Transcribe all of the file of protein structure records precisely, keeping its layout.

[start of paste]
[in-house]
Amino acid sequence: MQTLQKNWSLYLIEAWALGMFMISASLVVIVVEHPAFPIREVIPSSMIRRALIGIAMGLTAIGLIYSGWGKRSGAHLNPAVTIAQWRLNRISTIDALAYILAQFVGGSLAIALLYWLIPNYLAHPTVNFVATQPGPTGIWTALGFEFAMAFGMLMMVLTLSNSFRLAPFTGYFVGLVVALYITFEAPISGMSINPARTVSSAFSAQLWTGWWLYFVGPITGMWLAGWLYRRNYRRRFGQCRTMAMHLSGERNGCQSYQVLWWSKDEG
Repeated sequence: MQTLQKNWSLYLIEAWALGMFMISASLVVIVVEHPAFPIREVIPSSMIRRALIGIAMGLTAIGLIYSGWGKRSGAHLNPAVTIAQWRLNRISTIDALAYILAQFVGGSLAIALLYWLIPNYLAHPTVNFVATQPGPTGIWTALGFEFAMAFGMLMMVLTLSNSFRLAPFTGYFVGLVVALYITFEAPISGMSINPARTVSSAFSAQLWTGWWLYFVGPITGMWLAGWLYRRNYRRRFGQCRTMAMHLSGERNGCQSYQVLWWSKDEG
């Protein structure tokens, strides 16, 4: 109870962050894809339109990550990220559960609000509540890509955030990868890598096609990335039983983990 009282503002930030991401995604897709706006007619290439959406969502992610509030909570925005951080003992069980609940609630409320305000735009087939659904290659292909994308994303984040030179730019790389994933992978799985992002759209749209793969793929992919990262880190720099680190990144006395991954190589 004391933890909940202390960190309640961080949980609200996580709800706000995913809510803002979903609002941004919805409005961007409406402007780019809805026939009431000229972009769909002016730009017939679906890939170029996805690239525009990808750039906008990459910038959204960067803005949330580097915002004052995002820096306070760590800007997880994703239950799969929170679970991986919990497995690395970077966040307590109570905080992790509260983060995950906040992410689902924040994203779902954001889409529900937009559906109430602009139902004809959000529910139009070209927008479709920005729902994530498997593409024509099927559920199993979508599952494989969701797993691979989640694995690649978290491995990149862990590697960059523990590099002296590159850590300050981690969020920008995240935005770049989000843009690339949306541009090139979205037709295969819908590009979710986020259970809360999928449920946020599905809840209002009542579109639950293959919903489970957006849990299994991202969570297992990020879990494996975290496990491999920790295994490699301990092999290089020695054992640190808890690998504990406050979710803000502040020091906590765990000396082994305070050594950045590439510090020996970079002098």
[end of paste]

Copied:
[in-house]
Amino acid sequence: MQTLQKNWSLYLIEAWALGMFMISASLVVIVVEHPAFPIREVIPSSMIRRALIGIAMGLTAIGLIYSGWGKRSGAHLNPAVTIAQWRLNRISTIDALAYILAQFVGGSLAIALLYWLIPNYLAHPTVNFVATQPGPTGIWTALGFEFAMAFGMLMMVLTLSNSFRLAPFTGYFVGLVVALYITFEAPISGMSINPARTVSSAFSAQLWTGWWLYFVGPITGMWLAGWLYRRNYRRRFGQCRTMAMHLSGERNGCQSYQVLWWSKDEG
Repeated sequence: MQTLQKNWSLYLIEAWALGMFMISASLVVIVVEHPAFPIREVIPSSMIRRALIGIAMGLTAIGLIYSGWGKRSGAHLNPAVTIAQWRLNRISTIDALAYILAQFVGGSLAIALLYWLIPNYLAHPTVNFVATQPGPTGIWTALGFEFAMAFGMLMMVLTLSNSFRLAPFTGYFVGLVVALYITFEAPISGMSINPARTVSSAFSAQLWTGWWLYFVGPITGMWLAGWLYRRNYRRRFGQCRTMAMHLSGERNGCQSYQVLWWSKDEG
């Protein structure tokens, strides 16, 4: 109870962050894809339109990550990220559960609000509540890509955030990868890598096609990335039983983990 009282503002930030991401995604897709706006007619290439959406969502992610509030909570925005951080003992069980609940609630409320305000735009087939659904290659292909994308994303984040030179730019790389994933992978799985992002759209749209793969793929992919990262880190720099680190990144006395991954190589 004391933890909940202390960190309640961080949980609200996580709800706000995913809510803002979903609002941004919805409005961007409406402007780019809805026939009431000229972009769909002016730009017939679906890939170029996805690239525009990808750039906008990459910038959204960067803005949330580097915002004052995002820096306070760590800007997880994703239950799969929170679970991986919990497995690395970077966040307590109570905080992790509260983060995950906040992410689902924040994203779902954001889409529900937009559906109430602009139902004809959000529910139009070209927008479709920005729902994530498997593409024509099927559920199993979508599952494989969701797993691979989640694995690649978290491995990149862990590697960059523990590099002296590159850590300050981690969020920008995240935005770049989000843009690339949306541009090139979205037709295969819908590009979710986020259970809360999928449920946020599905809840209002009542579109639950293959919903489970957006849990299994991202969570297992990020879990494996975290496990491999920790295994490699301990092999290089020695054992640190808890690998504990406050979710803000502040020091906590765990000396082994305070050594950045590439510090020996970079002098």